John J. McCarthy (Jack) and Margaret S. Bacon (Peggy) met in 1992, while participating on a consultation team. Both were psychologists who shared a passion for learning, understanding diversity, challenging situations and travel. Peggy was born in Washington D.C. to Margaret Hope Bacon and Samuel Allen Bacon. Her parents met at Antioch College and married. Her father, from an old Quaker family, was a conscientious objector in World War II, doing his military service at Schwenkesville Mental Hospital. Service was paramount in Peggy's family. Her father worked for the Friends' Service Committee and as a Social Work Administrator in Settlement Houses. Her mother was a writer, publishing numerous books about Quaker historical figures. Peggy lived in an affluent suburb that did not fit with her family's values. She learned early how important it was for children to have someone to talk to when they were having difficulty adjusting. She found a sense of community when she moved to Philadelphia to attend Germantown Friends School. In 1969, she completed college at the University of Pennsylvania. Shaped by the times, she grew interested in alternative lifestyles and volunteered for a Quaker sponsored work camp with Afro-American Activists in Los Angeles during her Junior Year and then later worked in a Czechoslavkian orphanage with students from Russia, Britain and the USA. They shared how they perceived the world and life resulting in the shattering of her worldview when her privileged American upbringing clashed with seeing the effect of American policy in the world. Consequently, the world got "bigger, complicated and nuanced." Earlier, she volunteered for the Friends Neighborhood Guild in North Philadelphia. She noted, "We all take for granted how people live. I felt like I was in boot camp." After college, she was a Case Worker in a North Philadelphia Mental Hospital, then, worked in the Philadelphia Public Assistance Department. She conducted house visits, talking to clients about their financial and social service needs. After Peggy married, she moved to Connecticut with her first husband. In 1972, she graduated with her MSW from the University of Connecticut. She worked in a community mental health setting with adolescents, adults and couples at the Griffin Hospital Outpatient Unit in Derby, CT. In 1979, she was a Post-Masters Fellow at the Child Development Center at Yale University and was influenced by their Object Relational perspective. She wrestled between her early training in bio-psychiatry and her later, more clinical, influences. Clinical work triumphed and she attended the University of Minnesota receiving a joint degree in Developmental and School Psychology in 1989. Her dissertation was in conjunction with a long-term study concerning the power of attachment in an at risk population from 3 months preterm to 9 years old. By 1990, she moved to New Bedford, MA and began her general psychology private practice. She was a Psychological Consultant at New Bedford's Regional Vocational and Technical High School. Peggy lived in an affluent suburb that did not fit with her family's values. She learned early how important it was for children to have someone to talk to when they were having difficulty adjusting. She found a sense of community when she moved to Philadelphia to attend Germantown Friends School. In 1969, she completed college at the University of Pennsylvania. Shaped by the times, she grew interested in alternative lifestyles and volunteered for a Quaker sponsored work camp with Afro-American Activists in Los Angeles during her Junior Year and then later worked in a Czechoslavkian orphanage with students from Russia, Britain and the USA. They shared how they perceived the world and life resulting in the shattering of her worldview when her privileged American upbringing clashed with seeing the effect of American policy in the world. Consequently, the world got "bigger, complicated and nuanced." Earlier, she volunteered for the Friends Neighborhood Guild in North Philadelphia. She noted, "We all take for granted how people live. I felt like I was in boot camp." After college, she was a Case Worker in a North Philadelphia Mental Hospital, then, worked in the Philadelphia Public Assistance Department. She conducted house visits, talking to clients about their financial and social service needs. After Peggy married, she moved to Connecticut with her first husband. In 1972, she graduated with her MSW from the University of Connecticut. She worked in a community mental health setting with adolescents, adults and couples at the Griffin Hospital Outpatient Unit in Derby, CT. In 1979, she was a Post-Masters Fellow at the Child Development Center at Yale University and was influenced by their Object Relational perspective. She wrestled between her early training in bio-psychiatry and her later, more clinical, influences. Clinical work triumphed and she attended the University of Minnesota receiving a joint degree in Developmental and School Psychology in 1989. Her dissertation was in conjunction with a long-term study concerning the power of attachment in an at risk population from 3 months preterm to 9 years old. By 1990, she moved to New Bedford, MA and began her general psychology private practice. She was a Psychological Consultant at New Bedford's Regional Vocational and Technical High School. By 1992, she became interested in trauma while dealing with very disturbed clients. Jack grew up in an entirely different setting. Jack was born in Sebring, Florida while his father was doing military service, and then moved back to South Boston with his family. Jack was part of the Irish Catholic community where people identified themselves by parish. His grandparents came from Ireland and his father, John McCarthy, was born in South Boston where he first became a liquor salesman and then the Assistant Register of Deeds in Boston. His mother, Katherine Goode, was an educated woman and became an elementary school teacher. She was the only one in both families who graduated college. She was a multifaceted teacher who enjoyed working with new immigrants and teaching people horticulture through her Victory Garden on the Fenway. John and Katherine met through her brother Joe. They had to wait for years to get married because of the economy. Jack is an only child and attended the oldest public high school in the country, Boston Latin School. He was a History major at the College of the Holy Cross (Worchester), graduating in 1967. He then went on to complete his MA in History. He taught and coached at Dartmouth High School in Southeastern, MA and became fascinated in the students who struggled and underperformed for no apparent reason. After 2 years, he became a Guidance Counselor and later an Adjustment Counselor at an alternative school with 20 of the most difficult students. To be better equipped for his students, Jack enrolled in Boston College's Counseling Psychology. Program and graduated in 1982. He was also a Clinical Supervisor for 4 years at New Bedford Area Center for Human Services, working with clients with thought disorders. In 1984, he began his private practice and learned that he needed training in family therapy to best serve the referrals he was receiving. He attended the Family Institute of Cambridge's Intensive Program meeting once a week for a year and continued Family Therapy Consultation with several supervisors, including David Treadway. It was then that Peggy and Jack met at their consultation team meeting. They were both in Private Practice working with individuals, couples and families. Jack was married and Peggy was single. In this team, they worked mostly with couples. One group member brought in a couple, another member would interview them and the 3rd and 4th members would reflect on what they saw, talking among themselves. Jack's first wife had died in 1993 after an ongoing illness. During this time, the team continued to meet. By the spring of 1994, Jack realized one day that Peggy was not just "my esteemed colleague" but that "she is a woman!" It turned out that Peggy had been thinking about him too and they married in 1995. They continued their interest in learning by training in Psychodrama (Robert Ginn, Richard Chasin), Dissociative Disorders (James Chu), Mindfulness Based Stress Disorders (John Kabat Zinn), Couples Therapy (Richard and Antra Borofsky), and Dialectical Behavior Therapy of Borderline Personality Disorder (Marsha Linehan). In 1997, they heard Bessel van der Kolk present on EMDR and took the EMDR training. At the time, it was "The Wild West of EMDR" with no cautions, so they went out, used it immediately and received supervision from Libby Call. Jack's youngest daughter went to Madagascar with the Peace Corps, and he and Peggy visited for 5 weeks in 1997. They wondered about bringing EMDR to remote places and also thought this when visiting a nephew in the Peace Corps in Nicaragua. Their opportunity came when Libby got involved with the Burma Border Projects. She was asked to teach medics how to deal with mental health issues after, and asked Jack and Peggy if they wanted to come. They gave a wholehearted, "YES!" In January 2000, they went to the Burmese Border to teach about trauma and its effects. Libby did a great job and they were invited back. The medics told them of their horrifying experiences at the hands of the Burmese Army. Through businessman Michael Forhan, who had worked in Burma and wanted to do something for the people, Libby met Dr. Cynthia Maung, a Burmese physician who had created a clinic and resource center for the Karen Hill people on the border between Burma and Thailand. Jack and Peggy "fell in love" with the wonderful people there who transcended their own suffering to take on the demanding roles of medics and women's groups organizers. The situation was dire as the refugees were there without permission and had to choose life in the refugee camps or work as illegal aliens in Thailand. There was a great deal of domestic violence and addictive behaviors. There was also a need for financial help to provide for orphanages and schools. Michael, with the help of Libby, Peggy and Jack, founded Burma Border Projects, a non-profit organization, to raise money to help with these basic needs. Baptist missionaries came to their land in the 1900's, but the people felt they could not ask the preachers or monks to help cope with the breakdown of the family. Although the Karen were Christian, they were Christian within a Buddhist Culture and the ideas of compassion and experiencing were pivotal to understanding them. They had no tradition of mental health treatment. Accordingly, Peggy and Jack started with the basics such as motivational interviewing, how to relate with others, how to listen, and how to elicit problem solving in others. They also incorporated the Karen's cultural values and morals and validated the work the Karen were doing already. The women were the organizers and through "tend and befriend," they started schools and safe houses for women, often getting arrested by Thai police. The men had lost everything ??? their property, businesses, status and role as providers. Consequently, some drank and became abusive to the women and children. By 2001 -2007, three times a year, they closed their practices and went to the Border. They had hoped to work there fulltime but funding did not work out. They told their clients what they were doing and only one woman fired them. When they went, they made contacts through the Karen's Women's Organization and worked with the medics or leaders. They set up trainings along the border and did 3-4 day trainings teaching how to cope with trauma. They did some EMDR work, but because of the volatile political situation, it was impossible to track those trained. Before they left, they had trained 800 people and completed 35-40 trainings. The Burma Border Project continues to operate on the border supporting social projects and providing counseling training. By 2008, Jack became a Trainer for EMDRHAP. He has done trainings in Community Mental Health Centers in the Northeast US, Boise, Idaho and Ruston, Louisiana. He updated the "Traumatology and Stabilization" presentation, at the request of EMDRHAP staff, and has taught clinicians who are working with developmentally disabled populations. Recently, their youngest daughter moved to Zambia and works for the Clinton Foundation in Public Health and her husband is a Neurologist working in a hospital there. When Peggy and Jack visited last year they presented on trauma and stabilization. When they return this year, they plan to conduct the first of a series of EMDR trainings in Zambia through EMDRHAP. The hope is to help develop a self-sustaining EMDR community in Zambia that will address the impact of their devastating HIV/AIDS epidemic and collaborate with other EMDR programs throughout Africa. Besides their interest in their work, Peggy and Jack have found time to hike in the Italian Alps and the Canadian Rockies. They also enjoy reading, kayaking, gardening and their 7 grandchildren. We are lucky that Peggy and Jack have come together to make this mutual contribution to our EMDR community.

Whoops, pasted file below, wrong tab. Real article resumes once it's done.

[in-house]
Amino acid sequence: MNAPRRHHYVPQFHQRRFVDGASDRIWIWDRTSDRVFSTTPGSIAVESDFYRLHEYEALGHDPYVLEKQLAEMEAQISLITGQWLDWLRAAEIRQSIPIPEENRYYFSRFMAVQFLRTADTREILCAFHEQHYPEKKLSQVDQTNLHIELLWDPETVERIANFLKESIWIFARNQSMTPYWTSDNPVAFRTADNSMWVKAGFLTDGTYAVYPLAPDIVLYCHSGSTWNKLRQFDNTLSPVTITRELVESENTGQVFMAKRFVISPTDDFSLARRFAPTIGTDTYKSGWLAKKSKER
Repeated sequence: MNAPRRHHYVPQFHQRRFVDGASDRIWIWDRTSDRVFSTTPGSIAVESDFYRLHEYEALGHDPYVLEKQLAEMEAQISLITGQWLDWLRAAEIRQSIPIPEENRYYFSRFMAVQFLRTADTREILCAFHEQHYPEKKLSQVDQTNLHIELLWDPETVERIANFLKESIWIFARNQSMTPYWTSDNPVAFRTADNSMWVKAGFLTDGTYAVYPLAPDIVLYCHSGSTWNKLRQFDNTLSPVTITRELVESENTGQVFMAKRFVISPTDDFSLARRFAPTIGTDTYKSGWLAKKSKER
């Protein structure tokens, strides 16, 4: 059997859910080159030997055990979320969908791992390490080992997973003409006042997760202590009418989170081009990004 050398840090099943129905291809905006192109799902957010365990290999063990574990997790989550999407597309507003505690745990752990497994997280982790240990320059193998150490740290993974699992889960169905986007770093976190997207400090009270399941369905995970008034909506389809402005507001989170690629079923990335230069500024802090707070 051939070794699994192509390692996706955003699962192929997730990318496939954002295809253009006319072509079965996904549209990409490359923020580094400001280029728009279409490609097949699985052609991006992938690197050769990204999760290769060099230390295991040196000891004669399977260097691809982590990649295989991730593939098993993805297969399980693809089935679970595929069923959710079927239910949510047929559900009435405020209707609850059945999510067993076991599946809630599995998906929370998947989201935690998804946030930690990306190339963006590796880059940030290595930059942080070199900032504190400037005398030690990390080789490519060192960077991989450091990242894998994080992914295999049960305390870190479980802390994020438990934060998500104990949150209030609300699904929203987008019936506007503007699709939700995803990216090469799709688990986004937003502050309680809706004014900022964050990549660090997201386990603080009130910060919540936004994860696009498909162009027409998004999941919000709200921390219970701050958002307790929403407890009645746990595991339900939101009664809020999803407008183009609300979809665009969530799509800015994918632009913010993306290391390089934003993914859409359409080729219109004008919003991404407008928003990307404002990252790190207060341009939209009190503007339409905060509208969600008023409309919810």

Citation

“A Community of Heart Profile:Jack McCarthy & Peggy Bacon,” Francine Shapiro Library, accessed August 20, 2017, https://emdria.omeka.net/items/show/7673.